Playing in the U.S. Documentary competition of the 2019 Sundance Film Festival. Running time: 84 minutes. Next screenings: Tuesday, Jan. 29, 9 a.m., Temple Theatre, Park City; Wednesday, Jan. 30, 9 p.m., Library Center Theatre, Park City; Thursday, Jan. 31, 9:15 p.m., Salt Lake City Library Theatre, Salt Lake City; Friday, Feb. 1, 6 p.m., Redstone Cinema 7, Park City.
By turns harrowing and heartwarming, director Kenneth Paul Rosenberg’s documentary “Bedlam” exposes deep flaws in the way America handles the mentally ill — mixing history, anecdote and personal survival story.
Rosenberg, himself a psychiatrist, takes cameras inside the psychiatric ER of Los Angeles County / USC Hospital, which is where many of southern California’s most intractable mentally ill patients land. The movie introduces us to several patients, dealing with bipolar disorder, schizophrenia and other problems. Rosenberg then traces these patients over a couple years of recovery, relapse and renewal.
Interspersed with these personal stories is information about the history of mental treatment, from the asylums of the 19th century to the “breakthrough” of prefrontal lobotomy (now considered barbaric, the technique earned its inventor the Nobel Prize in medicine in 1949). The turning point was John F. Kennedy’s drive to eliminate the snake pit of the asylum, in favor of local community treatment centers — which had the benefit of letting the federal government fob off the problem to state government budgets, with predictably disastrous results.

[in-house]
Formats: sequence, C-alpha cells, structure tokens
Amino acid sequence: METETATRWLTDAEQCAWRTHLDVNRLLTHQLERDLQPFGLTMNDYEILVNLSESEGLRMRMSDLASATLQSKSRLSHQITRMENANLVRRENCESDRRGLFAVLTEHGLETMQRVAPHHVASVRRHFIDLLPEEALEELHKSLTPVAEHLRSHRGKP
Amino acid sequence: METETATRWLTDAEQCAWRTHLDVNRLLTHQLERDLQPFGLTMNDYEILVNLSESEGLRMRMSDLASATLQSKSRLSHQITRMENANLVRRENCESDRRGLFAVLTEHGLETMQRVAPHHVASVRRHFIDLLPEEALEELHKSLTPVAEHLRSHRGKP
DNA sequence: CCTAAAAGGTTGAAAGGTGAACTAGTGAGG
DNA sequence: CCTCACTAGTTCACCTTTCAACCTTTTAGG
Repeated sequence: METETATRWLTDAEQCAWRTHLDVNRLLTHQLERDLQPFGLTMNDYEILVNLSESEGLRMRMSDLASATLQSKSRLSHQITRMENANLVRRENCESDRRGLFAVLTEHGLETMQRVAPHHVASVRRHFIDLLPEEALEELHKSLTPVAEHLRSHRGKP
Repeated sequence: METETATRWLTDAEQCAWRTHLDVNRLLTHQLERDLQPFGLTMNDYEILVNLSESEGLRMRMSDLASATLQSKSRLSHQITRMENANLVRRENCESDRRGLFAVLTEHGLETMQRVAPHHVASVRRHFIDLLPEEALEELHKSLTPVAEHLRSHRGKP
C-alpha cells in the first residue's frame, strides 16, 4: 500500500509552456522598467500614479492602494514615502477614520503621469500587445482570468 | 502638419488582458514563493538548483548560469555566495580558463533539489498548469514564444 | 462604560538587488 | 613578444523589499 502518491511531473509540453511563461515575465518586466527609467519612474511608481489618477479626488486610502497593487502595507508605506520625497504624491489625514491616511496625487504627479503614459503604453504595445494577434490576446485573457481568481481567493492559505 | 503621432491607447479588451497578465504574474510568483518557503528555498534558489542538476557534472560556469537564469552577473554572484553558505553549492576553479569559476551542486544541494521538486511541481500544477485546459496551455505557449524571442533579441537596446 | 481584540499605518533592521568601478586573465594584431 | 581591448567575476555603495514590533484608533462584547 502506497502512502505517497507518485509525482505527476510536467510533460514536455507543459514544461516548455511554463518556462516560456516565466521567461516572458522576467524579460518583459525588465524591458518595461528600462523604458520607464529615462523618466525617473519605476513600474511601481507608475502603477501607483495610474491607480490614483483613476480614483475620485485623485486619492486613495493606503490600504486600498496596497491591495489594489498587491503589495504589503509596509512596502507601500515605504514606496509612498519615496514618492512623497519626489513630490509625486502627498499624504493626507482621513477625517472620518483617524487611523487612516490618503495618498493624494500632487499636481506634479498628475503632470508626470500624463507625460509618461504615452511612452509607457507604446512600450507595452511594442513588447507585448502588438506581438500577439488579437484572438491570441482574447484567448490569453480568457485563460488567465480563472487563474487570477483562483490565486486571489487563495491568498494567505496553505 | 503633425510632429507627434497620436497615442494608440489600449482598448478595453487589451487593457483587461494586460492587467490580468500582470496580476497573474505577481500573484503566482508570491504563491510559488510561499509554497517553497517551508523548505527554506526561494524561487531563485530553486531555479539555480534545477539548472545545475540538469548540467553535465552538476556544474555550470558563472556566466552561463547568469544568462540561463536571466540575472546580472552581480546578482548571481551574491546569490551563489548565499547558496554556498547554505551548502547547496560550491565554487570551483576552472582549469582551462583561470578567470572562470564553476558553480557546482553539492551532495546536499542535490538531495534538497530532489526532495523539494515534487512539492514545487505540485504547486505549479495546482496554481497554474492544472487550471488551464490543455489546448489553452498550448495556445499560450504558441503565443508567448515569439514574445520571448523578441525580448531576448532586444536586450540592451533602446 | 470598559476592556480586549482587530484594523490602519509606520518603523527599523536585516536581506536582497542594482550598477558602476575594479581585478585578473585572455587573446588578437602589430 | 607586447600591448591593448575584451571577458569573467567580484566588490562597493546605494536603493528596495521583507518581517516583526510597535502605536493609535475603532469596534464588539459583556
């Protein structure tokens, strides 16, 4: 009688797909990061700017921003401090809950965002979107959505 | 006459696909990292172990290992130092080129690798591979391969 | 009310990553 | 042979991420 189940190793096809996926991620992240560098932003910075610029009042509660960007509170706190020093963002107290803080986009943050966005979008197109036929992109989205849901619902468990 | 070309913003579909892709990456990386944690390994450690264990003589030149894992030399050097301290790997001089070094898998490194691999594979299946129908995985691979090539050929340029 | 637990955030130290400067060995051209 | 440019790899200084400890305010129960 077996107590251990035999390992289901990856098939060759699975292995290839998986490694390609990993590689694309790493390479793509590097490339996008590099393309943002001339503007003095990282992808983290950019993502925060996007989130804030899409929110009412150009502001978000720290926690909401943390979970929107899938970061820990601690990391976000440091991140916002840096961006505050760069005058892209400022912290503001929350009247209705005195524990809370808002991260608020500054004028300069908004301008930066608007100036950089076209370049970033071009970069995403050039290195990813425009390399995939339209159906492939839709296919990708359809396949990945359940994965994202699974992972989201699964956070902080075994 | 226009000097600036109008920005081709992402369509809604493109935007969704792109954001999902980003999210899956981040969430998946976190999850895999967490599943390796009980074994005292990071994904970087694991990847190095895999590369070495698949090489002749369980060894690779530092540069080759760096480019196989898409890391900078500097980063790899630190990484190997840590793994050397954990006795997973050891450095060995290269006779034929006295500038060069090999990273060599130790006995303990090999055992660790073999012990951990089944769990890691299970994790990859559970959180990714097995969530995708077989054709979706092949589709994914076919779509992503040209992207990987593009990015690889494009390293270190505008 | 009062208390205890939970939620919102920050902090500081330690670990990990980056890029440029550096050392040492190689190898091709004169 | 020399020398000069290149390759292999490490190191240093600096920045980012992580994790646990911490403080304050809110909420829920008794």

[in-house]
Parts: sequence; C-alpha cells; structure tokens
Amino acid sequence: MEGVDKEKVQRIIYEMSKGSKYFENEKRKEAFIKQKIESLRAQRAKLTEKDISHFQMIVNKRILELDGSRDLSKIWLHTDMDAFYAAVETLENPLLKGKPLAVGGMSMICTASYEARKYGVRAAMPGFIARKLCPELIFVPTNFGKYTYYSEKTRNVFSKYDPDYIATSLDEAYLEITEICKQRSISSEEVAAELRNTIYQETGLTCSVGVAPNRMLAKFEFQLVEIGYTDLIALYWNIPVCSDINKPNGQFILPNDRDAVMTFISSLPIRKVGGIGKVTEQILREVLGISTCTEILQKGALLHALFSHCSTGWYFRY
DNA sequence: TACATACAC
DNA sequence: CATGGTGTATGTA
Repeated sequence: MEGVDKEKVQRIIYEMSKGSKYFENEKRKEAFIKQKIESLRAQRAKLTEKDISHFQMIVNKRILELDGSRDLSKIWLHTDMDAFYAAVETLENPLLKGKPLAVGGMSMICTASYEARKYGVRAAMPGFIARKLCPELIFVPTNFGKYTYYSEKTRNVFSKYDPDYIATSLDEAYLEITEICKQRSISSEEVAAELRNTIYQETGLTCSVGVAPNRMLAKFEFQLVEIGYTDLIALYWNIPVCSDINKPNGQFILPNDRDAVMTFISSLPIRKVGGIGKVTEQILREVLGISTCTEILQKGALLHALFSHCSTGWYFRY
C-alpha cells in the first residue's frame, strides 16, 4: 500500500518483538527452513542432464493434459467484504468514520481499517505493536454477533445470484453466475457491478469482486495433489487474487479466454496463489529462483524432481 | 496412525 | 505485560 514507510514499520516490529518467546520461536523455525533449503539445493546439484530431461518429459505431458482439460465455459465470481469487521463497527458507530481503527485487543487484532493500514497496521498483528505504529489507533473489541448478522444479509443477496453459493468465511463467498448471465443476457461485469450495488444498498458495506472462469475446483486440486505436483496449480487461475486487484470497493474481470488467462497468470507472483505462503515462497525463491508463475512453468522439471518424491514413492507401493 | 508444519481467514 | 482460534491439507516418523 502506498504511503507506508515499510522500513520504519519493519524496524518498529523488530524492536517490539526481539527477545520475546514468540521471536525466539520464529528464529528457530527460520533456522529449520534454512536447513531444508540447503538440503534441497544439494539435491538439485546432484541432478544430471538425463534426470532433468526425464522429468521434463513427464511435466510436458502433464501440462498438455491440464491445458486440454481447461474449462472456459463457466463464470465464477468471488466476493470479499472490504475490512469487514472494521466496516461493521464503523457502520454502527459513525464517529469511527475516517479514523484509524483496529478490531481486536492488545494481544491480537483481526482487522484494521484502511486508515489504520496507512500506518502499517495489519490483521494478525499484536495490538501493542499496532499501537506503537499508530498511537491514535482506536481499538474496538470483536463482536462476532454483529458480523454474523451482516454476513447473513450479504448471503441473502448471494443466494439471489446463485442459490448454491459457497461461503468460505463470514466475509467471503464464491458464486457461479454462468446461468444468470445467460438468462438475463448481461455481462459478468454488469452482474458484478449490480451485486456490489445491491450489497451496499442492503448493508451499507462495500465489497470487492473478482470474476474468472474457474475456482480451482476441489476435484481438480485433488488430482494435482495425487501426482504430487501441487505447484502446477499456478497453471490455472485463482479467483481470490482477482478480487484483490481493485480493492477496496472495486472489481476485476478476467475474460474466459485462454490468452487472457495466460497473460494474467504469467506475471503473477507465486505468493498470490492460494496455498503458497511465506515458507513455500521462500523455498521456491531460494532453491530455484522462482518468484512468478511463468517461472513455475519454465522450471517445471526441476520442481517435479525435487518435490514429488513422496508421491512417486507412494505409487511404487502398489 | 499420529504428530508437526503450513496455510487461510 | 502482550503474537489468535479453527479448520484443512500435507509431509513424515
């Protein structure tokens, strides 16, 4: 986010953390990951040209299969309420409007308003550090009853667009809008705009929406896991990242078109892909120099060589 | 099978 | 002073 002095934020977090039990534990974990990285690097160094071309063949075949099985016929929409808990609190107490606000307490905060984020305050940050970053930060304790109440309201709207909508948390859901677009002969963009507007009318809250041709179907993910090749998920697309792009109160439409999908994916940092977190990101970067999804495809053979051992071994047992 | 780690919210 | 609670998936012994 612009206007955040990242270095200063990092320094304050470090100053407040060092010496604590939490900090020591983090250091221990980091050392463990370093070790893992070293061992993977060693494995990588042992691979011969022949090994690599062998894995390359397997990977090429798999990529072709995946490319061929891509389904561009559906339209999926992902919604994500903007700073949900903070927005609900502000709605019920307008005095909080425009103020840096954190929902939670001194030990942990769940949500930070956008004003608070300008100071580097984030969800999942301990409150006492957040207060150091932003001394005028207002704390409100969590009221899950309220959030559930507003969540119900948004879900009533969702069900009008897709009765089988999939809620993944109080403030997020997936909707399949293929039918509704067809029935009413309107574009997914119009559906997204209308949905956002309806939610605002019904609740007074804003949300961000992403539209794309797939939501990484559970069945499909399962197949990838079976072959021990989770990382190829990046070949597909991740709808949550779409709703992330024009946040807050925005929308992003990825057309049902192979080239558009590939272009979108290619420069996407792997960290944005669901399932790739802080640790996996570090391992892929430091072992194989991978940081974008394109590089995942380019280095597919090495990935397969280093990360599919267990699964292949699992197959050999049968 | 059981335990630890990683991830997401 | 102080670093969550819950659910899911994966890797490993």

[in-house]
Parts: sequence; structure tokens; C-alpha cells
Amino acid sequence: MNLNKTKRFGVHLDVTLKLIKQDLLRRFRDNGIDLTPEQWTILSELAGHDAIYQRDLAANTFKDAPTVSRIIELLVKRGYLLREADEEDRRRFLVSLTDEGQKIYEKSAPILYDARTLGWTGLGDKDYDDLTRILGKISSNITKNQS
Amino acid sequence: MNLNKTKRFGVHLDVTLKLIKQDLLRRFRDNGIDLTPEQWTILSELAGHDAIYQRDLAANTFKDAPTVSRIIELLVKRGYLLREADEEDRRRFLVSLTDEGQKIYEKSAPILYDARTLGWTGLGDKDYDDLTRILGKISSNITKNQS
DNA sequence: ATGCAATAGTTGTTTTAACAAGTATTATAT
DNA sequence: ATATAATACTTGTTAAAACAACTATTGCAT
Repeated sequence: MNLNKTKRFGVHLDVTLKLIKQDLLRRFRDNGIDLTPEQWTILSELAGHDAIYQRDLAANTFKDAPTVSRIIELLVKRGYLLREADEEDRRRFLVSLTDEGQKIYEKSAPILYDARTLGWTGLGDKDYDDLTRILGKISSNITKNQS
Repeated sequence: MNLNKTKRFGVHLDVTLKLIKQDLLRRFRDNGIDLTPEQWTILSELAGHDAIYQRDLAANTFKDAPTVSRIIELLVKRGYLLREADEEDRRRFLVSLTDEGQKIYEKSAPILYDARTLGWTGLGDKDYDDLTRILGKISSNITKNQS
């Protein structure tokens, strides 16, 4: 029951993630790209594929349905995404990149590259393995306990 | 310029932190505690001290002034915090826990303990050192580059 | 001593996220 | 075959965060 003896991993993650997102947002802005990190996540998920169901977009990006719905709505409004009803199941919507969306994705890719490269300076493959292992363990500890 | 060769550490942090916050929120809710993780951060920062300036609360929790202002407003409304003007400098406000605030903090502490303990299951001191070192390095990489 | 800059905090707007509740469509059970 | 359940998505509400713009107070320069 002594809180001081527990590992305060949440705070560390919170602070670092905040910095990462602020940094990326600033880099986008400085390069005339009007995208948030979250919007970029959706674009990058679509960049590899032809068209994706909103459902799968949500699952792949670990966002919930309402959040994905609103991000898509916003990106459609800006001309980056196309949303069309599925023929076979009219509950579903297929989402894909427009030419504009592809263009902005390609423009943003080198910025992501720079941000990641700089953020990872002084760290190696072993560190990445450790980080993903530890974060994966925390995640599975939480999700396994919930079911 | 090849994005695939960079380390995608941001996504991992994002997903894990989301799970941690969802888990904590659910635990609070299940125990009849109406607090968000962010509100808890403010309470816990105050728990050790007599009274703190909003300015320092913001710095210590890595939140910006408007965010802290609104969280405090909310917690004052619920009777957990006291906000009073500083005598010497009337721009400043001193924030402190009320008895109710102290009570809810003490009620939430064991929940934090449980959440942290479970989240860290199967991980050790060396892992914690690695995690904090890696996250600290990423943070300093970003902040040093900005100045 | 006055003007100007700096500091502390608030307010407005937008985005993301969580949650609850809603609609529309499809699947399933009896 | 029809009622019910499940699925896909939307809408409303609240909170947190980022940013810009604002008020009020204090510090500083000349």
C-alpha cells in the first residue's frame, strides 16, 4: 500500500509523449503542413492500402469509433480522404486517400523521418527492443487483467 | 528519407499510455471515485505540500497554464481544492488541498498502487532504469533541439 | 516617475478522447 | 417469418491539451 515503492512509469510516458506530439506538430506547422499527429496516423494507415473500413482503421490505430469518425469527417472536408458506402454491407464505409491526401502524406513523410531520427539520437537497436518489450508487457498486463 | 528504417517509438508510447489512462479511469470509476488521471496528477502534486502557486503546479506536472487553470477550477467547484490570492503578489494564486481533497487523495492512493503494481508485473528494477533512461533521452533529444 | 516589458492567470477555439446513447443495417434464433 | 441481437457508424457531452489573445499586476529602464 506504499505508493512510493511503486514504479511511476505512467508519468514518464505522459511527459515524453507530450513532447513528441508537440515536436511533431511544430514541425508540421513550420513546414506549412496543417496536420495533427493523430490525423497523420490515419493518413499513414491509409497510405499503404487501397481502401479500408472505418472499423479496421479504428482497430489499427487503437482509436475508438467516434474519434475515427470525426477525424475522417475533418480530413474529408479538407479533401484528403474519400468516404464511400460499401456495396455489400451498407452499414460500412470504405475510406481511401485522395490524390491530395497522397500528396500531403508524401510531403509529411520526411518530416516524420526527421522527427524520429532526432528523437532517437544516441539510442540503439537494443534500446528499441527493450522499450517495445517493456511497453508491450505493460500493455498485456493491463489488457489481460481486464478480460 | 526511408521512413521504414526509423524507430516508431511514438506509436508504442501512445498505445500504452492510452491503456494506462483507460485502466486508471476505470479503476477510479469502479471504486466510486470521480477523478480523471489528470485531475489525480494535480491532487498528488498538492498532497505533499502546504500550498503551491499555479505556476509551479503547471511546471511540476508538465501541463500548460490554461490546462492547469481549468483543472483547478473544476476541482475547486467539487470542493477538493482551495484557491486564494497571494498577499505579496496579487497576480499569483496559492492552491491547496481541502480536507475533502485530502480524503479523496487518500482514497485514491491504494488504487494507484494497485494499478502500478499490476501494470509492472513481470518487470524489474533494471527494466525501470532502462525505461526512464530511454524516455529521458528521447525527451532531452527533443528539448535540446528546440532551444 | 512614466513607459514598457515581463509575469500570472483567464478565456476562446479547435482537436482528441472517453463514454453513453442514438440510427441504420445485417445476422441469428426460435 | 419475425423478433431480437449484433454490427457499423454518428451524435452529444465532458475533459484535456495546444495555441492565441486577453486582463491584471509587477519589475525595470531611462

Rosenberg also tells the story of his sister Merle, who suffered from schizophrenia that medicine of that age could not treat. It’s Merle’s plight that led Rosenberg to become a psychiatrist, and later a filmmaker dedicated to telling stories to break the stigma of mental illness.
Rosenberg pours everything he knows and feels about the crisis in America’s mental health system into “Bedlam,” which is both its strength and its weakness. The stories of individual patients and of Rosenberg’s sister are compelling, and the historical background fascinating. But piling them all into a single movie is too much of a good thing. Rosenberg has a lot to say that needs to be heard, and he should take more time, and more movies, to say it.